Malware designed to target financial institutions is a highly sought-after product on the Russian underground, and this past year we observed the development of malware based on Kronos source code – Zeus, Chthonic (called Udacha by the seller) and Dyre malware. Additionally, the sale of tools designed to sell login details for banking sites via mobile devices were also observed.

In this context, it should be noted that the modular structure of many types of financial malware allows flexibility by both the seller and the buyer. Most financial malware is sold in this format – meaning, various modules responsible for the malware’s activity can be purchased separately: Formgrabber module, Web-Injections module and more.

MitM Attacks

This type of attack vector, known to cyber criminals as Web injections, is most common as a module in Trojan horses for the financial sector. Members of many forums offer their services as injection writers, referring to creation of malware designed to be integrated into a specific banking Trojan horse (generally based on Zeus), tailored to the specific bank, which imitates the design of its windows, etc. In 2014, we saw this field prosper, with at least seven similar services offered on the various forums.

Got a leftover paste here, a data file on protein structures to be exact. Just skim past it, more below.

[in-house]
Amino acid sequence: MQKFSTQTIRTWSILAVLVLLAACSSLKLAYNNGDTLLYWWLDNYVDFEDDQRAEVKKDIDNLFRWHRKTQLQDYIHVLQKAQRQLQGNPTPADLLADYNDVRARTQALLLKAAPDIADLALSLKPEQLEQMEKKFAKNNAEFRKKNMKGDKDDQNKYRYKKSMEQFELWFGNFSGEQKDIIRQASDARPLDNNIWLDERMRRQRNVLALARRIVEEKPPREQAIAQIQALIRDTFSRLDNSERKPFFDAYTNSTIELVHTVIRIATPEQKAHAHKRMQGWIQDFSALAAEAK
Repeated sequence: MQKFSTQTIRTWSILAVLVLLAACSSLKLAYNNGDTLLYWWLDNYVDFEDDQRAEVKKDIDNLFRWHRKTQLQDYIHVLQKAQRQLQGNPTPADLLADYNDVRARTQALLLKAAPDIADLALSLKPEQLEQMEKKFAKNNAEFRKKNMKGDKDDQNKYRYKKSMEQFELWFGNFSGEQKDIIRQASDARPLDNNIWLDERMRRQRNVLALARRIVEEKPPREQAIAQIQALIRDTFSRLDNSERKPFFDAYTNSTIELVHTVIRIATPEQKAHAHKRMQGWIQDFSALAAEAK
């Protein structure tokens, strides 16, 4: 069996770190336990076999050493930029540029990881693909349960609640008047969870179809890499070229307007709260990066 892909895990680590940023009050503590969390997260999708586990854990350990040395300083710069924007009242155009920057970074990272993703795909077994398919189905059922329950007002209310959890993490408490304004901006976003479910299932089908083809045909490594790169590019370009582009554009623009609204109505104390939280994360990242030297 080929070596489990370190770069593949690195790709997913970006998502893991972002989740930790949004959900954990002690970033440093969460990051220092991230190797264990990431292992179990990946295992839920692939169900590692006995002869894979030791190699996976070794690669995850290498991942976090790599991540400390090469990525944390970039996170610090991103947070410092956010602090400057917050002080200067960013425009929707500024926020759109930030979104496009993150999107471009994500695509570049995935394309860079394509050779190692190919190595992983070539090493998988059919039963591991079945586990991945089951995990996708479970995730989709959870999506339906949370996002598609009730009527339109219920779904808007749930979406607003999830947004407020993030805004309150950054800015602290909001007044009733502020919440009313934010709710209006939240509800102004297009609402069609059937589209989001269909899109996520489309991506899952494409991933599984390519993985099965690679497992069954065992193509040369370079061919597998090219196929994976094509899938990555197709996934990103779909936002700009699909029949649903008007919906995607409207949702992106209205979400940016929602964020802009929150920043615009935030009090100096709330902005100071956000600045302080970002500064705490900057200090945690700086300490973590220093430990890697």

Ransomware

This year we witnessed a not insignificant amount of ransomware for sale on Russian-speaking forums. It would appear that the forums see a strong potential for profit through this attack vector and therefore invest in the development of ransomware. Furthermore, note that some of the ransomware uses the Tor network to better conceal the command and control servers. Since CryptoLocker was discovered in September 2013, we have seen numerous attempts at developing similar malware both for PCs and laptops.

Additional trends and insights are detailed in the full report.

Turkish Hacking Group Cyber Warrior’s e-Magazine : TeknoDE

Cyber Warrior is one of the biggest hacker groups in Turkey. The group was established in 1999. Their first significant cyber-attack was in 2003, when they launched a massive operation against 1,500 U.S. websites in protest against the American invasion of Iraq and a specific incident where Turkish military personnel in northern Iraq were captured and interrogated by the U.S. Army.

Turkish Hacking Group Cyber Warrior
Turkish Hacking Group Cyber Warrior

Cyber Warrior (CW) comprises teams for strategy, intelligence, logistics, R&D and a dedicated unit for waging cyber-attacks named Akincilar. In recent weeks, for examples, Akincilar has attacked official government websites of countries that discriminate against their Muslim populations, in their opinion.